As is true with Easter frocks and suits, as well as Easter baskets and toys; certain children gravitate toward specific Easter and Spring-themed books. I went to my local public library and found some delicious reading options for children of various ages. Whether they need to be read to, need to do research Easter or Spring, or want to be intrigued – children will find something that fits their interests in the catalog of books that I read and reviewed. I detail them below:
Holidays & Celebrations: Easter, Passover and Other Spring Festivities. See picture #1 (upper right)
The introduction is worth a glance, and the photos are drawn from real celebration events. I love that they started the book with Easter. This would make it a great read for Christian children.
This book was well organized, except it used the word “festivities” too loosely, even for the Christian holiday Easter. I think Easter is too sacred and such a centerpiece of the Christian faith that it merits a different classification. It explained that Easter is a “moveable feast,” and explained how the celebration dates change each year.
It used to confuse me that we sometimes had Easter in March and sometimes in April; so I think this explanation in the book will be a blessing to readers who’d like to understand how this works. The 40 Days of Lent, and other “festivities” are also covered in this edition. This hard-cover book is part of a series by Chelsea House, New York. Infobase Publishing has put out a slew of similar holiday books. Copyright 2009.
The Great Easter Egg Hunt. See picture #2 (upper right).
A puzzle mystery for a child who likes a challenge, this engaging book is referred to aptly as a “look again book.” The reader will need a pencil and paper while reading this book.
Cleverly done, it features Tommy, whose aunt leaves instructions for him and readers so they can find specific hidden items. The hidden items are spread over the span of the book. The clues are poetic, and show up at about every other page in boxes similar to post-it notes. My favorites included the letter message on a huge egg (it’s almost like a word find). There is also the 2-page spread challenging readers to find the things that don’t belong in the large picture.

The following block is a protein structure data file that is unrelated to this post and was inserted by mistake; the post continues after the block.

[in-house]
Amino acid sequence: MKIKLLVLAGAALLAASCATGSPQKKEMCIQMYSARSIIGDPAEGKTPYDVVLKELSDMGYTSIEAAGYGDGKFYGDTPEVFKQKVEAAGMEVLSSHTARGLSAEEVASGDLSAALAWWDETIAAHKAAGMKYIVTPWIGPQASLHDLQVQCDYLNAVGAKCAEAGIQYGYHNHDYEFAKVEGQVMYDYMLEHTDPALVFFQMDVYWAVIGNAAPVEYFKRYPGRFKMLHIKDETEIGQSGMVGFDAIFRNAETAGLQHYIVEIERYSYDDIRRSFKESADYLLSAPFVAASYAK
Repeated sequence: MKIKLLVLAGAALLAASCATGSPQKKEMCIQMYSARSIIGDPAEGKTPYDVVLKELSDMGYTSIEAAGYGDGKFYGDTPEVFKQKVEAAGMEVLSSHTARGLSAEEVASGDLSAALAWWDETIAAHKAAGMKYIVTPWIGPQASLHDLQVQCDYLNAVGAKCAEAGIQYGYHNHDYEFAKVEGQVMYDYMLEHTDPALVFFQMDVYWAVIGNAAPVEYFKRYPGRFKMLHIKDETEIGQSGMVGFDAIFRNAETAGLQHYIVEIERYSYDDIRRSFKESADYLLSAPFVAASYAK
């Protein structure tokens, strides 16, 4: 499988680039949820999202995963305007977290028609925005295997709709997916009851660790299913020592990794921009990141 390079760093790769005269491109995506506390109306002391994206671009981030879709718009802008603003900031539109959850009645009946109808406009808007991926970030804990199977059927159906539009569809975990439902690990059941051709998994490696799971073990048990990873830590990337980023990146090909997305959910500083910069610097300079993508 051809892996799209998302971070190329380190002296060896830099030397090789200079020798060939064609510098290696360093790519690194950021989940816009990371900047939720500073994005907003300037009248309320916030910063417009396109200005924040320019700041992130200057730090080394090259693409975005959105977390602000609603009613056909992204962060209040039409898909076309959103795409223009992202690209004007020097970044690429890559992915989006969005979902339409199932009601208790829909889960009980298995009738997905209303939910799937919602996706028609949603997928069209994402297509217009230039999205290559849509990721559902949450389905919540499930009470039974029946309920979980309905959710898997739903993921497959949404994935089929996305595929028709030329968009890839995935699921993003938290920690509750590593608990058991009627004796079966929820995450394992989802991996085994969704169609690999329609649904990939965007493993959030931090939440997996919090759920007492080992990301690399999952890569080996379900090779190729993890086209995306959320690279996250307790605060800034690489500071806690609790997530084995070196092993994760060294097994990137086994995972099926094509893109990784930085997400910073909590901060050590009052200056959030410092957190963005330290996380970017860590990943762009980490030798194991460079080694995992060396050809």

The answer key is found in the back.
Readers should not rush through this book. When they finish, they can share the book or read it again for an improved performance. Written by Michael Garland, the Dutton Children’s Book (NY) published in 2005.
The Runaway Bunny. See picture #3 (upper right)
This book is one a mother could read to her child. It tells the story of a bunny who is thinking of running away. When he tells his mother his plans, she responds with her ideas for how find him and re-unite with him. Eventually, he resolves to stay. It has this strong mother-love message, so it’s a great bonding book.
Written by Margaret Wise Brown, this 1942 Harper Collins (NY) book has delicate and winsome illustrations by Edith T. Hard and George Hellyer.
In Like a Lion, Out Like a Lamb. See picture #4 (upper right)
There are some guess/predict aspects to this book that children will love. It is a poetic romping through the month of March. It tells what the weather is like when the lion is in charge, and what it is like when the lamb is on the scene.
Great for any poetry-loving child, this book is written by Marion Dane Bauer and illustrated by Emily Arnold McCully. It is a Holiday House Book (NY).
The Easter Bunny’s Assistant. See picture #5 (upper right)
Is there an assistant mismatch? A rabbit has the help (or not) of an excitable skunk as he shows children how to dye Easter eggs. Children can read and do with this book – they will need crayons, food coloring, vinegar, a saucepan, and a supervising parent. The instructions are spread out over the pages, with a one-page repetition in the back.
I think the safety reminder found in the back of the book should be on the front page, but readers can always turn to it and read it before getting started. Written by Jan Thomas, this Harper Collins (NY) book was copyrighted in 2012.
The Easter Bunny That Overslept. Not pictured
This engaging story was first published in 1957 and features a bunny that doesn’t just oversleep by minutes or hours, but by a month or more! He doesn’t awake until May, and he was supposed to be responsible for delivering eggs to the children on Easter. Imagine the response when he shows up so horribly late! No matter how he rushes, no matter how he tries to make up for his lapse; he can not regain the lost opportunity. This book teaches the downside of oversleeping. This book is written by Priscilla & Otto Friedrich and illustrated by Donald Saaf. Copyright 2002.
Like hidden eggs, treats and candy in a yard on Easter, the six selections here will be enjoyable reads for children. No book stands as a perfect solution, a lot depends on what your young reader likes, needs, and prefers; as well as what parental preferences.